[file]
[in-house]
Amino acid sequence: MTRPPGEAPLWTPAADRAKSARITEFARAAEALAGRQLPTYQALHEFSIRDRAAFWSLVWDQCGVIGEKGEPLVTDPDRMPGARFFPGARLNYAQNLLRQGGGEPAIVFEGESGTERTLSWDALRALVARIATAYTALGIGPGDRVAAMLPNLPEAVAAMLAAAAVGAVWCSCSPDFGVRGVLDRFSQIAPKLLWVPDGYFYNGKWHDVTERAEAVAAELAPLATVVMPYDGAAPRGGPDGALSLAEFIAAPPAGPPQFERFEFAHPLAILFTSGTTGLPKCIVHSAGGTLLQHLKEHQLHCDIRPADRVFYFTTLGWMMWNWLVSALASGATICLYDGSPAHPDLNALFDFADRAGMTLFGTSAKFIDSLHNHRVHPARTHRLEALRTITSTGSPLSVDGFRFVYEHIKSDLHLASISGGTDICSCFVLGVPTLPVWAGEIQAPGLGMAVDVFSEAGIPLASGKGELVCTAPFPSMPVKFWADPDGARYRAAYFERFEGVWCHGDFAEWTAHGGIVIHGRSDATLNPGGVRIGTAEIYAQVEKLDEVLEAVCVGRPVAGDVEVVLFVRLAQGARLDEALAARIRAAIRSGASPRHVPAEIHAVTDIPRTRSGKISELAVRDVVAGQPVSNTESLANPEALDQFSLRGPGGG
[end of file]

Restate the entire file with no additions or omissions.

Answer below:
[in-house]
Amino acid sequence: MTRPPGEAPLWTPAADRAKSARITEFARAAEALAGRQLPTYQALHEFSIRDRAAFWSLVWDQCGVIGEKGEPLVTDPDRMPGARFFPGARLNYAQNLLRQGGGEPAIVFEGESGTERTLSWDALRALVARIATAYTALGIGPGDRVAAMLPNLPEAVAAMLAAAAVGAVWCSCSPDFGVRGVLDRFSQIAPKLLWVPDGYFYNGKWHDVTERAEAVAAELAPLATVVMPYDGAAPRGGPDGALSLAEFIAAPPAGPPQFERFEFAHPLAILFTSGTTGLPKCIVHSAGGTLLQHLKEHQLHCDIRPADRVFYFTTLGWMMWNWLVSALASGATICLYDGSPAHPDLNALFDFADRAGMTLFGTSAKFIDSLHNHRVHPARTHRLEALRTITSTGSPLSVDGFRFVYEHIKSDLHLASISGGTDICSCFVLGVPTLPVWAGEIQAPGLGMAVDVFSEAGIPLASGKGELVCTAPFPSMPVKFWADPDGARYRAAYFERFEGVWCHGDFAEWTAHGGIVIHGRSDATLNPGGVRIGTAEIYAQVEKLDEVLEAVCVGRPVAGDVEVVLFVRLAQGARLDEALAARIRAAIRSGASPRHVPAEIHAVTDIPRTRSGKISELAVRDVVAGQPVSNTESLANPEALDQFSLRGPGGG